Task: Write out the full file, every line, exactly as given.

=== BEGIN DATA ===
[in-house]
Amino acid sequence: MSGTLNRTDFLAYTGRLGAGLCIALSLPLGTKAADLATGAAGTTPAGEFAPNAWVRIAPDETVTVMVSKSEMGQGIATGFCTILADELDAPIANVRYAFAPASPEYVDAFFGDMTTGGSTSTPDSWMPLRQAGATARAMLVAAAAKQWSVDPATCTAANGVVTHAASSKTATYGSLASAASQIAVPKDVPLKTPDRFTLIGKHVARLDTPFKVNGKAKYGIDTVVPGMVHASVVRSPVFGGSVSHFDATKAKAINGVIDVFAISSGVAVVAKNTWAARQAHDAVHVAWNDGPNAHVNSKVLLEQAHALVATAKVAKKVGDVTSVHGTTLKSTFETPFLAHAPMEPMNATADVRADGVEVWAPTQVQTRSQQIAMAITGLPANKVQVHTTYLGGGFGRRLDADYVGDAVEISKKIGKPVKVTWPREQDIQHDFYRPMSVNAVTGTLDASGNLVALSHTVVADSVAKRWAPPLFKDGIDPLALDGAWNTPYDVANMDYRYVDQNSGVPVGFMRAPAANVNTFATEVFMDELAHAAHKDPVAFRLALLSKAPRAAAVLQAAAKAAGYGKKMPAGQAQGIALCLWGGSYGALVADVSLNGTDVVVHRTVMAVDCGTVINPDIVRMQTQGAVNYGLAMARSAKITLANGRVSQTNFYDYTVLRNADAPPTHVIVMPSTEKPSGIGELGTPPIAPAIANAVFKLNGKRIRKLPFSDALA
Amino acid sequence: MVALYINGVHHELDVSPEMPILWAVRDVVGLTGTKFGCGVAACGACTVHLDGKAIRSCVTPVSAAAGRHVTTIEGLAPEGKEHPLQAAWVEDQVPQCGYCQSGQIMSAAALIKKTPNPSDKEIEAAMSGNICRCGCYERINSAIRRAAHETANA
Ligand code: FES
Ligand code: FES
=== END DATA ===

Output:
[in-house]
Amino acid sequence: MSGTLNRTDFLAYTGRLGAGLCIALSLPLGTKAADLATGAAGTTPAGEFAPNAWVRIAPDETVTVMVSKSEMGQGIATGFCTILADELDAPIANVRYAFAPASPEYVDAFFGDMTTGGSTSTPDSWMPLRQAGATARAMLVAAAAKQWSVDPATCTAANGVVTHAASSKTATYGSLASAASQIAVPKDVPLKTPDRFTLIGKHVARLDTPFKVNGKAKYGIDTVVPGMVHASVVRSPVFGGSVSHFDATKAKAINGVIDVFAISSGVAVVAKNTWAARQAHDAVHVAWNDGPNAHVNSKVLLEQAHALVATAKVAKKVGDVTSVHGTTLKSTFETPFLAHAPMEPMNATADVRADGVEVWAPTQVQTRSQQIAMAITGLPANKVQVHTTYLGGGFGRRLDADYVGDAVEISKKIGKPVKVTWPREQDIQHDFYRPMSVNAVTGTLDASGNLVALSHTVVADSVAKRWAPPLFKDGIDPLALDGAWNTPYDVANMDYRYVDQNSGVPVGFMRAPAANVNTFATEVFMDELAHAAHKDPVAFRLALLSKAPRAAAVLQAAAKAAGYGKKMPAGQAQGIALCLWGGSYGALVADVSLNGTDVVVHRTVMAVDCGTVINPDIVRMQTQGAVNYGLAMARSAKITLANGRVSQTNFYDYTVLRNADAPPTHVIVMPSTEKPSGIGELGTPPIAPAIANAVFKLNGKRIRKLPFSDALA
Amino acid sequence: MVALYINGVHHELDVSPEMPILWAVRDVVGLTGTKFGCGVAACGACTVHLDGKAIRSCVTPVSAAAGRHVTTIEGLAPEGKEHPLQAAWVEDQVPQCGYCQSGQIMSAAALIKKTPNPSDKEIEAAMSGNICRCGCYERINSAIRRAAHETANA
Ligand code: FES
Ligand code: FES